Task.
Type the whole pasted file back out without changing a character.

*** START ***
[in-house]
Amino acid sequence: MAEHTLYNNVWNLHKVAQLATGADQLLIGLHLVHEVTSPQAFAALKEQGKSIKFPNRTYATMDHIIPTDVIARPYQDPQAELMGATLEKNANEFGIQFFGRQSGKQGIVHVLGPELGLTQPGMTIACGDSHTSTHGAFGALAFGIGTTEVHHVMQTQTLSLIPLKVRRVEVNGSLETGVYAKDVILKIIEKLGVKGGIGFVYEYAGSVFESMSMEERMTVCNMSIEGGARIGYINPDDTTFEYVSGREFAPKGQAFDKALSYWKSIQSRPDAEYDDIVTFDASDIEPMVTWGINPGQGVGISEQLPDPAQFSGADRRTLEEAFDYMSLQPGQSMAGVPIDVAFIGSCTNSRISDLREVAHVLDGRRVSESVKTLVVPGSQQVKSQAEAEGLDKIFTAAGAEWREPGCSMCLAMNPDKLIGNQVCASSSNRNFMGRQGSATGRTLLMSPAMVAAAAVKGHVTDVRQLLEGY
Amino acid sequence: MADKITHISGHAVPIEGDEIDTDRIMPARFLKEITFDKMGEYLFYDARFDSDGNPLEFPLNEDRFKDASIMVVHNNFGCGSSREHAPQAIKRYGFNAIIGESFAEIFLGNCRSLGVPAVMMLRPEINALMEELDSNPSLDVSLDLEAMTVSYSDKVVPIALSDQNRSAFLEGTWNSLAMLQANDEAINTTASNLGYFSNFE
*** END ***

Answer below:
[in-house]
Amino acid sequence: MAEHTLYNNVWNLHKVAQLATGADQLLIGLHLVHEVTSPQAFAALKEQGKSIKFPNRTYATMDHIIPTDVIARPYQDPQAELMGATLEKNANEFGIQFFGRQSGKQGIVHVLGPELGLTQPGMTIACGDSHTSTHGAFGALAFGIGTTEVHHVMQTQTLSLIPLKVRRVEVNGSLETGVYAKDVILKIIEKLGVKGGIGFVYEYAGSVFESMSMEERMTVCNMSIEGGARIGYINPDDTTFEYVSGREFAPKGQAFDKALSYWKSIQSRPDAEYDDIVTFDASDIEPMVTWGINPGQGVGISEQLPDPAQFSGADRRTLEEAFDYMSLQPGQSMAGVPIDVAFIGSCTNSRISDLREVAHVLDGRRVSESVKTLVVPGSQQVKSQAEAEGLDKIFTAAGAEWREPGCSMCLAMNPDKLIGNQVCASSSNRNFMGRQGSATGRTLLMSPAMVAAAAVKGHVTDVRQLLEGY
Amino acid sequence: MADKITHISGHAVPIEGDEIDTDRIMPARFLKEITFDKMGEYLFYDARFDSDGNPLEFPLNEDRFKDASIMVVHNNFGCGSSREHAPQAIKRYGFNAIIGESFAEIFLGNCRSLGVPAVMMLRPEINALMEELDSNPSLDVSLDLEAMTVSYSDKVVPIALSDQNRSAFLEGTWNSLAMLQANDEAINTTASNLGYFSNFE